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Malta Company Information

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Introduction The Republic of Malta is a small island consisting of an archipelago in the middle of the Mediterranean Sea of which only the three largest islands Malta (Malta), Gozo (Ghawdex) and Comino (Kemmuna) are inhabited. The strategically located islands constituting the Maltese nation have been ruled by various powers and fought over for centuries, and they have a deeply rooted history dating back to neolithic times.

Malta ’s strategic geographical location played a decisive role in its history and continues to play a very important part in its economic, political and cultural development and prosperity today. Having implemented a sound legislative framework over the past decade, Malta’s accession as a member of the European Union has stimulated significant developments in the islands’ economy, brought about principally by a boost of inward direct investment into the country. With its highly educated workforce and the comparatively lower cost of professional services when compared with other EU centres, Malta has become firmly established as a reputable business and financial centre offering attractive business solutions for individuals and international corporations alike.


The population of the Islands is approximately 400,000. Maltese society is homogenous having its own identity and language. The natural population growth has in recent years been supplemented by a net inflow of Maltese who had previously emigrated to America, Canada, Australia and the United Kingdom.

Political Structure

Malta boasts a rich history of tradition and culture lavishly woven by the many civilisations that have swept the Mediterranean leaving their imprints on those small islands. The first evidence of life dates back as far back as the Neolithic age, when early settlers some 6000 years ago left evidence of their magnificent temples of worship and burial grounds. After these, new faces belonging to new civilisations appeared, all leaving their indelible traits: Phoenicians; Carthaginians; Romans; Arabs; Aragonese; the Knights of St. John; the French under Napoleon Bonaparte and finally the British. The British stayed for more than a century and a half and during this time set up a prominent naval and military base for their Mediterranean fleet and their influence, particularly on the infrastructure of the country, its legal system and its civil service, remains.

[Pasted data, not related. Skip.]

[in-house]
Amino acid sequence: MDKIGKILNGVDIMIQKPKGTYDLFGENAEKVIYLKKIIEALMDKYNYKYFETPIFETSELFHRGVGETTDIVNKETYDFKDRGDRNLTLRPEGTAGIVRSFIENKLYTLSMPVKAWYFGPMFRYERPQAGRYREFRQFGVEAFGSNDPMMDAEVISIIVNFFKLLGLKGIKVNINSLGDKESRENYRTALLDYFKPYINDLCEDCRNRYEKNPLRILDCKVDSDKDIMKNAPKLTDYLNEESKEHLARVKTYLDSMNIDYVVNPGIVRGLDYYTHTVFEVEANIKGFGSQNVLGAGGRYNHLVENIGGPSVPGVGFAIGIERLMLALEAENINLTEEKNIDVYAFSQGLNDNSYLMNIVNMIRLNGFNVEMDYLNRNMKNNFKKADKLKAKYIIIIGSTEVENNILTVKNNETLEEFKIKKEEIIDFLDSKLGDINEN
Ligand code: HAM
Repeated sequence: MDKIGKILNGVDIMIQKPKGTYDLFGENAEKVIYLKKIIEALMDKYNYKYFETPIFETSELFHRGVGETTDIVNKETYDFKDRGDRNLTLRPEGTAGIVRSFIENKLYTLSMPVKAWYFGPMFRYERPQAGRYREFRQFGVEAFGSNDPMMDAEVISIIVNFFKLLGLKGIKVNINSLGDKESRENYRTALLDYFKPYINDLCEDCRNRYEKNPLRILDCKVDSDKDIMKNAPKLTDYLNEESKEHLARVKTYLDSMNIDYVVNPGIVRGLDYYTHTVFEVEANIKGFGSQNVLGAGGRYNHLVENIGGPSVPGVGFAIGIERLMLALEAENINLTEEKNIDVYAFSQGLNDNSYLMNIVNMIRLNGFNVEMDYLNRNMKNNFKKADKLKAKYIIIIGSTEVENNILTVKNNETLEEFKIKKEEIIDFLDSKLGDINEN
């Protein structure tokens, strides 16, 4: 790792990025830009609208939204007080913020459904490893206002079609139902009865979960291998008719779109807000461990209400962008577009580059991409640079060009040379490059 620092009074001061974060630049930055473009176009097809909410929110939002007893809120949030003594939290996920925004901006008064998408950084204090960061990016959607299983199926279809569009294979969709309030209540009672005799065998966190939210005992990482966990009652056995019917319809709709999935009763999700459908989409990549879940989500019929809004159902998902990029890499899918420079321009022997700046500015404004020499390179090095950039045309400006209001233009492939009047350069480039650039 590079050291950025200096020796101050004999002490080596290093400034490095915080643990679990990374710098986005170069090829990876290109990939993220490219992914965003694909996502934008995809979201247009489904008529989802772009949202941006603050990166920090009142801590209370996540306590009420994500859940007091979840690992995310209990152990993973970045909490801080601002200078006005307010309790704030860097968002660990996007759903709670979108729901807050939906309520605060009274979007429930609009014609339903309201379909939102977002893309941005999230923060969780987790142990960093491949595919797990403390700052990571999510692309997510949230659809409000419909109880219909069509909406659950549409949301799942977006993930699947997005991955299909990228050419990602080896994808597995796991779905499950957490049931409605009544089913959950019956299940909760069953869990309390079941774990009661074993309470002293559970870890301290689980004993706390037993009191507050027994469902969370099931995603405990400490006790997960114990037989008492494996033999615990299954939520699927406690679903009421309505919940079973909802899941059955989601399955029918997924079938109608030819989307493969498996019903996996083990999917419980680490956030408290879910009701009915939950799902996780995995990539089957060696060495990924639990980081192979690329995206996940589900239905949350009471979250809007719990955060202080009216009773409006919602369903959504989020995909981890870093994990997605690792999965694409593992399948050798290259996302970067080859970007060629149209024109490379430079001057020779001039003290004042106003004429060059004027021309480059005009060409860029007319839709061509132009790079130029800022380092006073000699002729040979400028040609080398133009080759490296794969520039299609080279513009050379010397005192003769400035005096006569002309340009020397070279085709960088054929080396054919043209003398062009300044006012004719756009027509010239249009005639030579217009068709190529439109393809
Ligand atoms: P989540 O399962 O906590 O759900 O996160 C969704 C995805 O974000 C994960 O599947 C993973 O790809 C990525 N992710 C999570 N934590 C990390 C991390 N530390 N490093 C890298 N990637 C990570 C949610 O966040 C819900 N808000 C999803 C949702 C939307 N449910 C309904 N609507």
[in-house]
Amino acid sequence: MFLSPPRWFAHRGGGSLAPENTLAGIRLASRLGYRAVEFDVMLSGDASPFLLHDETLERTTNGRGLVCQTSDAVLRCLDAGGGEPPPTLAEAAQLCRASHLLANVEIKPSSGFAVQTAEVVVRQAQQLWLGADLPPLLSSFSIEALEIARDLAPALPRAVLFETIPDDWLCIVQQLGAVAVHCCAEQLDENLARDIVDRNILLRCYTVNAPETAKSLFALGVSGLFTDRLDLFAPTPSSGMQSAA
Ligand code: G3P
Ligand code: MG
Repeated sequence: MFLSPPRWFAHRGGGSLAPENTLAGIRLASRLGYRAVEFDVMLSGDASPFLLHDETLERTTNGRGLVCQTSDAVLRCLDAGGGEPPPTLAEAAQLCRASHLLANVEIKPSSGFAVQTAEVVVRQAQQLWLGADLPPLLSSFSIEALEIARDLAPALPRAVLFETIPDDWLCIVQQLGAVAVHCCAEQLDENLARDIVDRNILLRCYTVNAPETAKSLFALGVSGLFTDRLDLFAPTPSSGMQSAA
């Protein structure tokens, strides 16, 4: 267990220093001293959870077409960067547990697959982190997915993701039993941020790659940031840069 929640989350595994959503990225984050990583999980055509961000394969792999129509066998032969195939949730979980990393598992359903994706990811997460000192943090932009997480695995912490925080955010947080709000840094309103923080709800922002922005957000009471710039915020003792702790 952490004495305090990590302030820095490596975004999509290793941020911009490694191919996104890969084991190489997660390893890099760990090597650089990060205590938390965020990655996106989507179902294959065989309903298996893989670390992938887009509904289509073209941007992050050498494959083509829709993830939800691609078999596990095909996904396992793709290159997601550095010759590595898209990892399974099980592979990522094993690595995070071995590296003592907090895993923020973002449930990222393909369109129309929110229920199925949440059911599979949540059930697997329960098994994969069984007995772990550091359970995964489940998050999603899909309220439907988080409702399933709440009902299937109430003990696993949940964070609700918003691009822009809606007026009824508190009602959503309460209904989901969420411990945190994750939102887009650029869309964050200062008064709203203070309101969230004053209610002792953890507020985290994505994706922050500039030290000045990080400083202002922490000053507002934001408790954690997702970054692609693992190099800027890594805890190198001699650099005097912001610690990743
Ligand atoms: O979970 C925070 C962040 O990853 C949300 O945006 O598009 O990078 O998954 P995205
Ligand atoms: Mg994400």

Malta obtained its independence in 1964 but retained a NATO military base, which turned out to constitute the Island's main source of revenue. Ten years later it became a Republic and in 1979 it closed the military base.

Malta is a sovereign independent state enjoying traditional political, economic and social stability. It enjoys a parliamentary democracy based on the Westminster model. It joined the EU in May 2004 and forms an integral part of Western Europe both politically and culturally. Malta is a member of the United Nations, of the Council of Europe and of the Commonwealth. Malta maintains friendly relations with all countries through its policy of neutrality and non-alignment.

The President is the titular head of the state, while executive powers rest with the Prime Minister and the Cabinet. Parliament is composed of 65 representatives elected every five years. Based on the English juridical system, the judiciary has a tradition of independence that dates back hundreds of years. The supreme law of the country is its written constitution, which expressly incorporates the fundamental principles of Balance of Powers, the Rule of Law, the Independence of the Judiciary and the Human Rights.

Infrastructure And Economy

With the closure of the military base in 1979, it became imperative for the country to launch a series of development programs to re-orientate the Islands’ economy.

A strong infrastructure and promotional drive basing itself on price competition and on high standards of tourism facilities turned tourism in to Malta's primary source of foreign exchange, with more than a million tourists visiting Malta each year. Malta's natural harbours host one of the most renowned dry-docks in the Mediterranean and a shipbuilding yard.